The world is the oyster of those who choose to be part of an industry that contributes to the most important thing in the world - sustainably produced food.
That's the view of the Growing Future Farmers (GFF) chair John Jackson. He says five open days - recently held by the trust in Gisborne, Hawke's Bay, Wairarapa, Te Kuiti and Taihape - saw 38, 46, 29, 28 and 21 students turn-up at each venue, respectively. Jackson says there are more GFF open days planned for the South Island in mid-August at Winton, Omarama, North Canterbury and Blenheim.
"However, at this stage less than 20% of these students will get an opportunity because we have not an adequate number of training farms on which to place these students," Jackson told Rural News.
"Our problem is not the inability to attract potential staff to the industry, but an inability to train the numbers we require."
He says the GFF model requires sheep and beef farmers to integrate students into their workplace and give them an opportunity to grow their experience and skill set, with the help of locally-based industry experts and backed by a formal qualification process.
The farm trainer makes an investment in the student providing a weekly sponsorship payment to their student of $180 per week - as well as providing appropriate accommodation, WiFi and power.
"Provision of a safe and encouraging workplace is critical to a successful outcome" Jackson says.
Beyond the formal national qualification, GFF delivers 20 essential farm skills deemed necessary by farmers. These include pup training (all students start with a pup), health and safety in action, advanced farm vehicle training, work readiness, financial literacy and farming operations, to name a few.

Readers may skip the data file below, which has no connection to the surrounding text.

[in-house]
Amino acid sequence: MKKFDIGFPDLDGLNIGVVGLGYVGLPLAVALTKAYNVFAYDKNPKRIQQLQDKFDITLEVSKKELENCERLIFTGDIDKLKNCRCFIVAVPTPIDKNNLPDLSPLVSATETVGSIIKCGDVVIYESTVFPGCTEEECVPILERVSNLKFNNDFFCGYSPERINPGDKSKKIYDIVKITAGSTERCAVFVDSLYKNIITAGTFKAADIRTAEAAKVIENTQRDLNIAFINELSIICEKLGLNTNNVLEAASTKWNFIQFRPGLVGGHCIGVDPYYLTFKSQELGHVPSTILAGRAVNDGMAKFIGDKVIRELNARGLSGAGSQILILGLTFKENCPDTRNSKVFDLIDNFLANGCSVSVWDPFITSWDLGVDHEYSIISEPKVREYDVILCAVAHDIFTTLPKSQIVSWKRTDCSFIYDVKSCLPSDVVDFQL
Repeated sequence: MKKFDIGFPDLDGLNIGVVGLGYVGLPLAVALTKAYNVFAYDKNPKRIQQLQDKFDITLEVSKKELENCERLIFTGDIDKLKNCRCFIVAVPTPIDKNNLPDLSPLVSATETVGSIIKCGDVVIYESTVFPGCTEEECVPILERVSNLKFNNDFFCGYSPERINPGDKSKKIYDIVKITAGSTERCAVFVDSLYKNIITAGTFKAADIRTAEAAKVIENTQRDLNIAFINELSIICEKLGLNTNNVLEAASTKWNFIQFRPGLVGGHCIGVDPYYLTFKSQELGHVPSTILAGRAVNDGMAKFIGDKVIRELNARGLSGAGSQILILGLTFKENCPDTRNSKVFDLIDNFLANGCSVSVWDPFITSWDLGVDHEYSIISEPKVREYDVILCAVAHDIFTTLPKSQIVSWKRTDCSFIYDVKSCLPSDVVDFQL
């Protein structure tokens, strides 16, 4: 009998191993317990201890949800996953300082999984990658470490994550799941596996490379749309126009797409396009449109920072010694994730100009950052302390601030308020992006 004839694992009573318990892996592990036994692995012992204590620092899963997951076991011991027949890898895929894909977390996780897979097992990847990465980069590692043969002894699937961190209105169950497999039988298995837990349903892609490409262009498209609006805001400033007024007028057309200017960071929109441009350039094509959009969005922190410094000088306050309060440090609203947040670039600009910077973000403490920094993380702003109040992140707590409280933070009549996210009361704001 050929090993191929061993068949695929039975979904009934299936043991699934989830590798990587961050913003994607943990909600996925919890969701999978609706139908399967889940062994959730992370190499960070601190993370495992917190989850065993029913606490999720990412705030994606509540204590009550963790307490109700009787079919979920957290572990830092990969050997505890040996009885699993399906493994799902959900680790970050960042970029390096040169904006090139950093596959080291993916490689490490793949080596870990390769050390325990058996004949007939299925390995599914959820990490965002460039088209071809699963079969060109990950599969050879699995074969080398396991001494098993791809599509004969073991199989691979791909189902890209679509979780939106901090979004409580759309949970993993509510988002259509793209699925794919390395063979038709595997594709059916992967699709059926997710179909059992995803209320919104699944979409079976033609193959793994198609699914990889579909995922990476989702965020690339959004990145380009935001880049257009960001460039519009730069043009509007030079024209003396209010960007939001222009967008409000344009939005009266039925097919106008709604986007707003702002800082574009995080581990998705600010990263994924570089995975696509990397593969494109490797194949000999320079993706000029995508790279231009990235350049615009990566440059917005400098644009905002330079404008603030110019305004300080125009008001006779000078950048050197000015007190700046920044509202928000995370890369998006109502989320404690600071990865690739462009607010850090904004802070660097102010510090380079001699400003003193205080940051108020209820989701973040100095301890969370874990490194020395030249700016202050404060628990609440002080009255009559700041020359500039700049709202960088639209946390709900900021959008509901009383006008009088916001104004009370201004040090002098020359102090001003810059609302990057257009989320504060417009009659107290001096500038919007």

"Over the last three years GFF, have built and trialled a holistic approach to training," Jackson adds.
"It is real training in the workplace (not the classroom), where robust qualifications - utilising the best of industry expertise and delivery, as well as wrap-around pastoral care - is delivered."
Liaison managers are employed in the regions and are a key point of difference in the GFF model, with regular (at a minimum weekly) contact with students and farm trainers.
"This is absolutely a farmer-led initiative, where we have tried to take the best processes from New Zealand's most sought after traditional training institutions and use these - along with our own requirements - to develop the GFF model," Jackson explains.
However, he claims the GFF scheme is much more scaleable than the traditional model.
"In an ideal situation, we will have eight students on farms within an hour's drive of each other and a liaison manager assigned to that cluster of students and farm trainers."
With 44 first year students currently in the programme nationwide, a GFF student is on farm from Monday to Thursday, with a training day off farm (with other students in their cluster) on the Friday. Meanwhile, students are also encouraged to go home on the weekend where possible.
In a typical week, a GFF student is on farm from Monday to Thursday, with a training day off farm (with other students in their cluster) on the Friday. Meanwhile, students are also encouraged to go home on the weekend where possible.
Jackson concedes that a farm trainer’s commitment is considerable but adds that more than half of GFF’s 50 current farm trainers have opted to take on an additional student for the 2022 intake.
“So, these guys will have both a first and second year student on farm for the duration of the 2022 year.”
Student accommodation is another constraint to the programme’s expansion.
However, despite the challenges of accommodation and farm trainers, Jackson says the GFF model has proven to work well – both on farms where the farmer trainer is the sole operator, as well as larger properties with multiple staff.